Mark Amsler is Senior Lecturer in English at the University of Auckland (NZ). His teaching and research includes literacy studies, critical theory, semiotics, sociolinguistics and medieval studies. He recently published Affective Literacies: Writing and Multilingualism in the Later Middle Ages, and is currently completely a book on pragmatic discourses and heterodox communities, entitled How to Do Things with Words, 1100-1500.
- "These intellectual aims, far from being disinterested, are at odds with the conception of the university as an instrument of organised capitalism and with the broad conditions of our everyday working lives."
- "We are also aware that because the present project transforming universities into market-expansive and profit- producing economic institutions accelerated after 1975, particularly in the US, UK and Australasia, the idea of the academy that we have produced within our own family has been coterminous with both its neoliberal transformation and challenges to it."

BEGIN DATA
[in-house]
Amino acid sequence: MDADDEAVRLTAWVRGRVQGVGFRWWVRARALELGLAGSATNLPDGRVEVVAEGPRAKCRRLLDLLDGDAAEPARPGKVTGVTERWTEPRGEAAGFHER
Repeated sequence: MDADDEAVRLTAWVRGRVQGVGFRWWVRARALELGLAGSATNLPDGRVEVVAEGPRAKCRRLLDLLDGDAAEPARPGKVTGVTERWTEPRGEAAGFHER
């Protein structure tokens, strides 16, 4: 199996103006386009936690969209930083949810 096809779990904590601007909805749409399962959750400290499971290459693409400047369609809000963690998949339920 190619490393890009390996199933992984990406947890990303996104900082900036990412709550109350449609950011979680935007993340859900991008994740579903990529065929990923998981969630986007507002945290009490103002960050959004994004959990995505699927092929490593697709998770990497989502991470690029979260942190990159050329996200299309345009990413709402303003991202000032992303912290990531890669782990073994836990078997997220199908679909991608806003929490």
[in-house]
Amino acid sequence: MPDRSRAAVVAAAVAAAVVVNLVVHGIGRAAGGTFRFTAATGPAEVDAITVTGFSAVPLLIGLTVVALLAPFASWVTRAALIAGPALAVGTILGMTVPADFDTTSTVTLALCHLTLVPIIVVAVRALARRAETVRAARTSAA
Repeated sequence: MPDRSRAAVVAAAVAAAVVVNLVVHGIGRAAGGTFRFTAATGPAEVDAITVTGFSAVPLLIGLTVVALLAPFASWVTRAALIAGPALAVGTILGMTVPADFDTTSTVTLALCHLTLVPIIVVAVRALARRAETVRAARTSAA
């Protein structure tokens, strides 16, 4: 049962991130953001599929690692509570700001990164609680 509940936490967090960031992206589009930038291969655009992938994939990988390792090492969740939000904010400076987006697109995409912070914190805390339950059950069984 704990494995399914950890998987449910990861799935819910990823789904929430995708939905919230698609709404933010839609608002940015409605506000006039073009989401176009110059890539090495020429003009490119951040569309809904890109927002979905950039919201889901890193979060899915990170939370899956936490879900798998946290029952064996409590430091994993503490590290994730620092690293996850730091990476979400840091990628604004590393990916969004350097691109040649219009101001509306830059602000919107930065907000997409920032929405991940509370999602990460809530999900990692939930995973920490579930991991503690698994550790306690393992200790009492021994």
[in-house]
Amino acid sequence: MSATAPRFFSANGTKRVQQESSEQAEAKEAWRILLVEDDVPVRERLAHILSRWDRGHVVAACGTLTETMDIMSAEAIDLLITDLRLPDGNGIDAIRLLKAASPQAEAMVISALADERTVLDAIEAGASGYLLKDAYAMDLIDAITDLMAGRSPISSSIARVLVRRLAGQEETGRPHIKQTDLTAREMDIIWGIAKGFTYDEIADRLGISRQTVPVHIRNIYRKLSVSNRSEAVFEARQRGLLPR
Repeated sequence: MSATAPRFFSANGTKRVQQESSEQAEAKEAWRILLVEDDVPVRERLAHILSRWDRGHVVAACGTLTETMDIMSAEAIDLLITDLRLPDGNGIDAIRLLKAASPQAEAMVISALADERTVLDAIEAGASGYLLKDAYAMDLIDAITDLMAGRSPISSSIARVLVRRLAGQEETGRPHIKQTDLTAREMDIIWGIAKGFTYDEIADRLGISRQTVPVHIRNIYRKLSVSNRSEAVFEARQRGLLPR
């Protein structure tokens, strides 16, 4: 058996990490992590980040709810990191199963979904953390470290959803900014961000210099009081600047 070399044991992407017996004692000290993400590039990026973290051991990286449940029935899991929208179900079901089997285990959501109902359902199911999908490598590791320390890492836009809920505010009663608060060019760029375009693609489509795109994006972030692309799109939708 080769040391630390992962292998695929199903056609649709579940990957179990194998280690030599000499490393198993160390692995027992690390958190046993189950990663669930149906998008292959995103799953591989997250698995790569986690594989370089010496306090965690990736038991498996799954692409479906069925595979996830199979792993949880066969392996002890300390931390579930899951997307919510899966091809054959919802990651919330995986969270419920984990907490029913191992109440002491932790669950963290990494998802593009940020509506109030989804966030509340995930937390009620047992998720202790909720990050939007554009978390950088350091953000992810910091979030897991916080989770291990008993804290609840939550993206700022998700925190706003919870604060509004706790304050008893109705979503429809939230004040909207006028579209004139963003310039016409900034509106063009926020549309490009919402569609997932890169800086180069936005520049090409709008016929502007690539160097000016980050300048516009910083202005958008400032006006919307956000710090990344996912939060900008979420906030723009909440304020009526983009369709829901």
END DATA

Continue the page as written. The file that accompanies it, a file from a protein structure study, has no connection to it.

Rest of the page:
- "Can we re-think how we work, critique, produce and progress in transformative dialogues in today’s universities?"
- "In such ways, universities under organised capitalism pay lip service to serving a public or common good in their mission statements but persistently subvert aims of educating an informed citizenry, producing critical knowledge and qualified professionals, challenging and testing accepted wisdom and acting as the ‘critic and conscience’ of society."
- "In March 2013, just over half of fulltime tenured and tenure-track academic staff in NYU’s faculty of Arts and Science approved a non-binding resolution of no confidence in the University’s president John Sexton."
- "Extrapolating this logic, how might people react if we were to speak ironically about students as if they were actually commodities in the presence of administrators?"
- "Some will be more possible in particular situations than others, and all should be conceived as collective rather than individualised actions, not least because they are important sites for building relationships of understanding and solidarity in order to overcome practices that atomise, isolate and disenfranchise academics and students."
- "The imposition of larger student fees and reductions in tuition grants and living allowances, for example, means that the teacher–student relationship is explicitly founded upon a principle of commodity exchange."
- "We suggest we need to start with dialectic."
- "Organise roundtable discussions at conferences and academic meetings, especially where graduate students are present."